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Can Heat blow a fuse?

I have a 2005 Ford Five Hundred. In July, when the temps outside were around 102 degrees, I drove the car 150 miles back to my home, stopping about 45 minutes into the trip and shutting off the car and then stopping again about an hour later and tanking up with gas. At the last stop just a few blocks from home, I got out, shut off the car, went inside, came back out and nothing. No click, no noise. I thought it was the alternator or the starter or the battery. Took it to our mechanic and he said we blew a fuse. So, he replaced the fuse and also the starter relay. I asked him if it would have blown due to the heat, and he said “maybe”. He also said that if it happens again, he’ll mark the fuse so we can replace it and to let him know. Well, today the temp outside was 98 degrees and… it did it again. Fortunately in front of the house. I had driven it around town after work and made a few stops which perhaps put stress on the car. So we’re putting in a new fuse and see if that works.

The question…can high temps and humidity blow a fuse? The same fuse in a one month period?

Stay out of the heat? No.

Fuse #11 in the fuse box next to the battery powers the starter solenoid. If this fuse is blown you likely have a low resistance (shorted) condition in the solenoid when hot.

So I should have my mechanic check the wiring?

What fuse did it blow, then?
Was it indeed #11. It is supposed to be 30A - is that what’s in there now?

If is it #11 and your fuse is rated 30A, it only supplies the current going through the contacts of the starter relay. The lower that resistance, the better - so I doubt the starter relay was bad if 11 is blowing.
If it is #11, I’d look into the starter solenoid, that thing on top of the starter. It may mean that the starter may need to be replaced as that is likely one assembly.

Here’s the wiring diagram of starter related parts.

There are fuses that use a eutectic solder material as the fuse element that will blow due to heat as well as current. They are called dual sensing fuses. The are mainly to blow a circuit in case of fire. These fuses require a temperature of around 145°C or almost 300°F. I don’t know if any of these are used on cars today, but cars of old had a fusable link that was often made from this material.

I think you have an issue inside your starter though.

A mechanical problem is causing the fuse to blow, not the heat itself. The heat causes a mechanical problem that then causes the fuse to blow. Since the relay was replaced, my best guess is a starter motor problem.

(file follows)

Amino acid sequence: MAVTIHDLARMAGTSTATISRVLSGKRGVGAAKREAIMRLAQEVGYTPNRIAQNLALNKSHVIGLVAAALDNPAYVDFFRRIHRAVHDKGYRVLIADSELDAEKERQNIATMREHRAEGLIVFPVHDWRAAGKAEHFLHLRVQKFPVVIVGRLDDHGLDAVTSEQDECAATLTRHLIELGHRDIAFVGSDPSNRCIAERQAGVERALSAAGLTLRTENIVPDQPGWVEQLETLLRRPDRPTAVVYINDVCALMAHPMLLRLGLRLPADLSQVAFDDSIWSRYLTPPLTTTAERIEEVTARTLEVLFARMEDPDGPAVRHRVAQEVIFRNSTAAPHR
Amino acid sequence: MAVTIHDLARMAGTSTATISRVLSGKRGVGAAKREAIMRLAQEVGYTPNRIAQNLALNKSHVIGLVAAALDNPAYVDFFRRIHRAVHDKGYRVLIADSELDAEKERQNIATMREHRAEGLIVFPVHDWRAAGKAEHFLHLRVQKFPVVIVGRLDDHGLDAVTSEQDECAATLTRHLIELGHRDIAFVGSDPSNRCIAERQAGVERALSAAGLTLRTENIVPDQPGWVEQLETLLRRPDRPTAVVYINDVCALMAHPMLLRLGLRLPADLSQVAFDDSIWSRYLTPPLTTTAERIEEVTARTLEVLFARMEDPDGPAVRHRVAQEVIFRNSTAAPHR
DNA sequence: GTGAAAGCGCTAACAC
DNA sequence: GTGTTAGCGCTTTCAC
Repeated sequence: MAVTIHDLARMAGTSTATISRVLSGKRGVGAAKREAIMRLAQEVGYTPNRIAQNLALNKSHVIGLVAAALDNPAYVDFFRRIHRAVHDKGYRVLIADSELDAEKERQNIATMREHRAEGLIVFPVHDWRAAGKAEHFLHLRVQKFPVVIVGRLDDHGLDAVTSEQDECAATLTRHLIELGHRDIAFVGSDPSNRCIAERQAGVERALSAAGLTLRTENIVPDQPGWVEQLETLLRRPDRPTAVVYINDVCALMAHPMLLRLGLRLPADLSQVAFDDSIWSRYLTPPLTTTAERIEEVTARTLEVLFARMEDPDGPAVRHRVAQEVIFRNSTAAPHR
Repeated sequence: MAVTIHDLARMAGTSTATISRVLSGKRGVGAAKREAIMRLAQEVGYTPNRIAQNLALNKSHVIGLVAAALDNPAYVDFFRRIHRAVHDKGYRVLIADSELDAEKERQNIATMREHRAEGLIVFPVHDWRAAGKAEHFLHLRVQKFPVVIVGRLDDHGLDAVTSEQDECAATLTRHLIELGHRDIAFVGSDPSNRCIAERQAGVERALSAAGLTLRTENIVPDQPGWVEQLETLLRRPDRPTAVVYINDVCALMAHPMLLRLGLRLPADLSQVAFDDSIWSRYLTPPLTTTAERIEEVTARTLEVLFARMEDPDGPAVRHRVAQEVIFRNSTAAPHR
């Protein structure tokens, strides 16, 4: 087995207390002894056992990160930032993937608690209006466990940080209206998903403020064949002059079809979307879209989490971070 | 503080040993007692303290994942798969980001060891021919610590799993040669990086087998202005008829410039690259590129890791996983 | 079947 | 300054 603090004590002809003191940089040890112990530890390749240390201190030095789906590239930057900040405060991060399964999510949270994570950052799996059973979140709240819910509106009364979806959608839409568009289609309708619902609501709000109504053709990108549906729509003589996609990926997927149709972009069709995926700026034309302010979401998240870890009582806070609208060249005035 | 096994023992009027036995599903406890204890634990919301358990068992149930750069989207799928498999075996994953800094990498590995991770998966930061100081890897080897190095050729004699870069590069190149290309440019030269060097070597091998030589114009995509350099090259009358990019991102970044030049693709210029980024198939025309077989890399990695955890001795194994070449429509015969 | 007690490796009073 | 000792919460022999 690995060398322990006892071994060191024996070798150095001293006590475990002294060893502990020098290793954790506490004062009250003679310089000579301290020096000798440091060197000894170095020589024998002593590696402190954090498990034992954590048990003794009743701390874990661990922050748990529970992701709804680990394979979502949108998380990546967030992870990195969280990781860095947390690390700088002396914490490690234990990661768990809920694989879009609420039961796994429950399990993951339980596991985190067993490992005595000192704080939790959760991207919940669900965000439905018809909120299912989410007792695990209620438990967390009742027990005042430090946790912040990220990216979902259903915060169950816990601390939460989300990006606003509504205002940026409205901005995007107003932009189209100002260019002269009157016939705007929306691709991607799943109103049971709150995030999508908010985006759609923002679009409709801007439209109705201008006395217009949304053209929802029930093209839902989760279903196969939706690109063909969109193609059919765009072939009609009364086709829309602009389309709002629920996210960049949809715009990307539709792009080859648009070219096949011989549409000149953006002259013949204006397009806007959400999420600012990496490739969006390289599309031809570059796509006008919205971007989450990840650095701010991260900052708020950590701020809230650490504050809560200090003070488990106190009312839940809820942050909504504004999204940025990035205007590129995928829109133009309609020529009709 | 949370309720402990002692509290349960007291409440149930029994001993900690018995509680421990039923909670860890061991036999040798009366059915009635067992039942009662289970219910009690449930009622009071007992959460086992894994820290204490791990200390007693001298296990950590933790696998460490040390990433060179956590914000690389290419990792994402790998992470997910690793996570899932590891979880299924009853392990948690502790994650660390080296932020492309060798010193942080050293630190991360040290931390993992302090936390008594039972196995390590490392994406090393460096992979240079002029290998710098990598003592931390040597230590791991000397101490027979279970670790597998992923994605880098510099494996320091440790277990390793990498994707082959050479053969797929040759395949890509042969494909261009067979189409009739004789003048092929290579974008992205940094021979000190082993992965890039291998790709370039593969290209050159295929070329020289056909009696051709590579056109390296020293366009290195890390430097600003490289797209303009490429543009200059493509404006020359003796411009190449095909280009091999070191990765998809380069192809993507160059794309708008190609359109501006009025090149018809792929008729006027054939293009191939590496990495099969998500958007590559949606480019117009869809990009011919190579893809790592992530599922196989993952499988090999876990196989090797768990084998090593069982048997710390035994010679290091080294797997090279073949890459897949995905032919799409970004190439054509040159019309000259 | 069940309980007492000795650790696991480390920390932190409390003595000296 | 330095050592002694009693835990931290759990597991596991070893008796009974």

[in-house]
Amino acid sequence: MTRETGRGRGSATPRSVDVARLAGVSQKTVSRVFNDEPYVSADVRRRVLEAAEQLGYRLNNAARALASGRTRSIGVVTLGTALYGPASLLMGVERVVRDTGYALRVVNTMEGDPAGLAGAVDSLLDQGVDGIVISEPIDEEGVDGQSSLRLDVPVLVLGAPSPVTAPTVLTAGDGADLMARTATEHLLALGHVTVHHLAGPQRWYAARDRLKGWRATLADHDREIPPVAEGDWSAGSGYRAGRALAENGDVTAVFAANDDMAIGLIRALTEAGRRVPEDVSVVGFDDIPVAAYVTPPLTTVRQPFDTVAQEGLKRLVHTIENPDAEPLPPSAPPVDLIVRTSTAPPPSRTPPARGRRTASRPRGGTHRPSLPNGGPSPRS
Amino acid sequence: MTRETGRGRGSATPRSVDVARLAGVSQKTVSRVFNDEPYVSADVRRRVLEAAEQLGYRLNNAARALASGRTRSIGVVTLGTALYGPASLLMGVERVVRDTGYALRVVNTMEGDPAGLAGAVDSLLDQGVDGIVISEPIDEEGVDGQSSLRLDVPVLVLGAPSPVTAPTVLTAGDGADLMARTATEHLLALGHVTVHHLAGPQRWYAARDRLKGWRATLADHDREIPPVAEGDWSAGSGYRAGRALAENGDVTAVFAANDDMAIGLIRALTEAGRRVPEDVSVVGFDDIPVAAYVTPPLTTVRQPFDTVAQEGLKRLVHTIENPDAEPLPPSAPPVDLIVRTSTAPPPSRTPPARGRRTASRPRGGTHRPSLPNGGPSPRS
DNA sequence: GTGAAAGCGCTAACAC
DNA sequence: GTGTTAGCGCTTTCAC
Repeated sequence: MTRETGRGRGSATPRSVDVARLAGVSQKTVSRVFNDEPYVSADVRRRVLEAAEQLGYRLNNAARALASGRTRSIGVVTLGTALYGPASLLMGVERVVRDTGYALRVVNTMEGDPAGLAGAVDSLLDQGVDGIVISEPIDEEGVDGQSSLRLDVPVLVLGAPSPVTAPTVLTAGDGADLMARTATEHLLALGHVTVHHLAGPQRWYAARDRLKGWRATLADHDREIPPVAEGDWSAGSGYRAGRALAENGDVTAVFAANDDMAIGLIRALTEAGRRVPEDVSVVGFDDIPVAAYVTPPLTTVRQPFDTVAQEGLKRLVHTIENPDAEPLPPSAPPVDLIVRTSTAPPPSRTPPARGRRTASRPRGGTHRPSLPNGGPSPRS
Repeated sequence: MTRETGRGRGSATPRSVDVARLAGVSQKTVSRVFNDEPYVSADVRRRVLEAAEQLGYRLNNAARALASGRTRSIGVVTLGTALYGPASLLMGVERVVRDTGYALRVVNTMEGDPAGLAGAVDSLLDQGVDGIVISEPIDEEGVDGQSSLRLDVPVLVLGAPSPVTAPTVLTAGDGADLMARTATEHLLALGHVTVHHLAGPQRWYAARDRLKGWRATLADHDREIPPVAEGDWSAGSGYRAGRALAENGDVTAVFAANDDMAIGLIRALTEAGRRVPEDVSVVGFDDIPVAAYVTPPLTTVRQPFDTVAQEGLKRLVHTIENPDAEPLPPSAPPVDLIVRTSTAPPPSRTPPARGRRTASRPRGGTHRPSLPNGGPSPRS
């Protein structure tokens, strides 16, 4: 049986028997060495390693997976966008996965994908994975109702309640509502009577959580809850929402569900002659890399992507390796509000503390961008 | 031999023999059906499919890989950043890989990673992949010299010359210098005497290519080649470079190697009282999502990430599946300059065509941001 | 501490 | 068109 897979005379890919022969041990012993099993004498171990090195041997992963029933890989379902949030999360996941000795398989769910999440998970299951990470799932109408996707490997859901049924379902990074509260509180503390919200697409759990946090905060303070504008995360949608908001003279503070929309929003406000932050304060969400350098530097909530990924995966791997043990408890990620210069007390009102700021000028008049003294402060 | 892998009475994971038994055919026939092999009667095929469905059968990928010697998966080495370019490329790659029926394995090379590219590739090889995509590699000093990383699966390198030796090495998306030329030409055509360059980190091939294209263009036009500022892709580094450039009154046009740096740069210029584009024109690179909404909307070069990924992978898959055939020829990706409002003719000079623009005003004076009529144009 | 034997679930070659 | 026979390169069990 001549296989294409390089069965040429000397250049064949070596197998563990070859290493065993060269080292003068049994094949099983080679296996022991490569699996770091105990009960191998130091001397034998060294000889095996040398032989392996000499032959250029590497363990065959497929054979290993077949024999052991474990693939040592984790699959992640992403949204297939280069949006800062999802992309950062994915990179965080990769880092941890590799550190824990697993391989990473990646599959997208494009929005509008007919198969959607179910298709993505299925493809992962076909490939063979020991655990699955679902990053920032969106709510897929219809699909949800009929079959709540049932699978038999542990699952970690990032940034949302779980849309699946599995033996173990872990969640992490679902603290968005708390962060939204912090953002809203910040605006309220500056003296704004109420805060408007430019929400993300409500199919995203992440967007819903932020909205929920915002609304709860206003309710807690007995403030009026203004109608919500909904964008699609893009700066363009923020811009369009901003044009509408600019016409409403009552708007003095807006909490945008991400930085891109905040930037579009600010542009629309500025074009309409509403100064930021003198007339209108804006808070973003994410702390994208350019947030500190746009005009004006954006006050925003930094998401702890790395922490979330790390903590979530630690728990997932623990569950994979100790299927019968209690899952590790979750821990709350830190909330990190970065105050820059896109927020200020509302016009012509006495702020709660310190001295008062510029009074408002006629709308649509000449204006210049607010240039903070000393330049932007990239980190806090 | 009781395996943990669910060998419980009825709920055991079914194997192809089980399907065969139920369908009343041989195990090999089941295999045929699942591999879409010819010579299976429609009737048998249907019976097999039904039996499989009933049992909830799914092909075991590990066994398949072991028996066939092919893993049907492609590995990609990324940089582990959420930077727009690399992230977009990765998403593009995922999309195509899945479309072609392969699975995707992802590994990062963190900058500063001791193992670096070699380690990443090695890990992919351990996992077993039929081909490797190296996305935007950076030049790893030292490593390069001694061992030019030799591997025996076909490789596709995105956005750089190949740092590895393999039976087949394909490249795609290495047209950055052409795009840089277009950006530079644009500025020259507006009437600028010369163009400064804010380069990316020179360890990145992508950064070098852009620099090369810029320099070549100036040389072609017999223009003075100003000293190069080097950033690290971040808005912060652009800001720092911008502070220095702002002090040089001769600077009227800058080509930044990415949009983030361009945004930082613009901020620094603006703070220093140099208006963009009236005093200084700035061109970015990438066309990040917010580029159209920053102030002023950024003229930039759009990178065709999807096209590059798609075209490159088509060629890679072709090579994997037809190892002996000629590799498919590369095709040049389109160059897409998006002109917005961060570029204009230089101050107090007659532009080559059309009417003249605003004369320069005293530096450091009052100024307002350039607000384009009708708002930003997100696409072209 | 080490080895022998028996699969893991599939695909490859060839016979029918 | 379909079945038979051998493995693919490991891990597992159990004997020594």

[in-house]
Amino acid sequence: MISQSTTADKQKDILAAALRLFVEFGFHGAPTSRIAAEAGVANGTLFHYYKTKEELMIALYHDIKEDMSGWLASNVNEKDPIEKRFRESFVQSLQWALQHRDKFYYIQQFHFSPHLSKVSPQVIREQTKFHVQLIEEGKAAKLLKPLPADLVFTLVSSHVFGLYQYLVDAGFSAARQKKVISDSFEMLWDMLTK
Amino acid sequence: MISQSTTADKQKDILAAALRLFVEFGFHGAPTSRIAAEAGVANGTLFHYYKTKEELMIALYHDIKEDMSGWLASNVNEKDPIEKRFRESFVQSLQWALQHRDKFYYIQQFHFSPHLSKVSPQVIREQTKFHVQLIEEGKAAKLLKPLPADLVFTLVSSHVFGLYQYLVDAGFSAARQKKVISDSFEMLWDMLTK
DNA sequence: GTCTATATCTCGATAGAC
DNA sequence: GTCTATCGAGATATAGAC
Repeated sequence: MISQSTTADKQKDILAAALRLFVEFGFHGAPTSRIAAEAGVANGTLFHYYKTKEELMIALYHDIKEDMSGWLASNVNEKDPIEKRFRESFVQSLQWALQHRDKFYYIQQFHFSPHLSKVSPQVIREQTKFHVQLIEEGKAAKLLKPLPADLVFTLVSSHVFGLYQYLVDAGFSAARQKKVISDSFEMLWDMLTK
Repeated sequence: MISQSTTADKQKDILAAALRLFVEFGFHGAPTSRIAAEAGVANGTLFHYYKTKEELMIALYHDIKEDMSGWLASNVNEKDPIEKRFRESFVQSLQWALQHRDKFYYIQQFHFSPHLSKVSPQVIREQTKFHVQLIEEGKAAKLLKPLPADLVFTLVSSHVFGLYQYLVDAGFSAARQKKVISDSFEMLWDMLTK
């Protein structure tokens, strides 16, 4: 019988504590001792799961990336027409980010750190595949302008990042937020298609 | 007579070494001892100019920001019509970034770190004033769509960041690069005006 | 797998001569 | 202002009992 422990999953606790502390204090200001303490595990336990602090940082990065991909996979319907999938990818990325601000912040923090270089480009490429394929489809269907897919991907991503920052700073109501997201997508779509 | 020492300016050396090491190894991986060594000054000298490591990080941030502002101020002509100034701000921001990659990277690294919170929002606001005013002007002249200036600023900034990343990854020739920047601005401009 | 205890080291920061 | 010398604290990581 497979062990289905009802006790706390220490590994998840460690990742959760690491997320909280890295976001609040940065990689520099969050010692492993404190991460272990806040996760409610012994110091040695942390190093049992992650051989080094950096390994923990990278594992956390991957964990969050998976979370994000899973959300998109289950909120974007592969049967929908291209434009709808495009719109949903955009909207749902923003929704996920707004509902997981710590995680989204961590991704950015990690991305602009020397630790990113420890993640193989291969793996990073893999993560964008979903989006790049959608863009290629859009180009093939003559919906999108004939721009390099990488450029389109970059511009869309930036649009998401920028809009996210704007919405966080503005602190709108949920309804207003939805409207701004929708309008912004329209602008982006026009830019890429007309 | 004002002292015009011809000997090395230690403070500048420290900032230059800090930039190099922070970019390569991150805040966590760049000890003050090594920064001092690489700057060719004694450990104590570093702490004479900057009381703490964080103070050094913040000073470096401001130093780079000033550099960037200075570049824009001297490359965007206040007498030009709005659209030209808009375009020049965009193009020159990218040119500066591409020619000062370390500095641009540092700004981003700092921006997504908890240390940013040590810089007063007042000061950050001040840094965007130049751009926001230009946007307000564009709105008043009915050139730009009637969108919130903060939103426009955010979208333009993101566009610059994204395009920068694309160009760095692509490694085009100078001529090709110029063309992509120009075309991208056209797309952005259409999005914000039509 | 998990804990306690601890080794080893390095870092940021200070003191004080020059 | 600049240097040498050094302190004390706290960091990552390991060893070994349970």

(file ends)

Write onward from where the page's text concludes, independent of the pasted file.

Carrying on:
Okay, in summary, after a long, long drive home, which included a stop in the middle you turned the key and there was nothing. No click, no nothing.

You took it to the mechanic, and he found a blown fuse for the starter circuit, and changed it and the starter relay.

Here’s what happened: your engine compartment temperature rose (normal, as the heat from the exhaust manifold and around the cylinders, both hundreds aof degrees hotter than the engien compartment, dissipates). The coil winding in your starter solenoid shorted when the heat caused cracks in the insulation to open up. The polyimide-amide coating becomes heat stressed with age. The short caused the fuse to blow, and may have even burned the contacts in the relay.

Since the starter solenoid had cooled when the mechanic looked at it, he was unable to find the cause of the blown fuse. He probably found the starter relay contacts burned and attributed the fuse to the starter solenoid.

In short, the winding in your starter assembly’s solenoid is shorting out when hot.

That’s my theory.

I like it.

Another thing you should check out is to see if any of the wiring to the starter is hitting the exhaust system and has possibly burned the wire insulation and that is causing a short to ground.

A shorted starter solenoid is a reasonable guess but feedback from the OP would be helpful.
Which fuse is blown?

it’s not that fuse. It’s the fuse under the dash on the drivers side. The fuse is only a 7.5 fuse. The fuses in the fuse box next to the battery are fine.

What number?

I’ll be honest, I don’t know which number it is. Being a chick, I am just lucky enough to find the fuse box. I’ll see if I can someone find that out for me.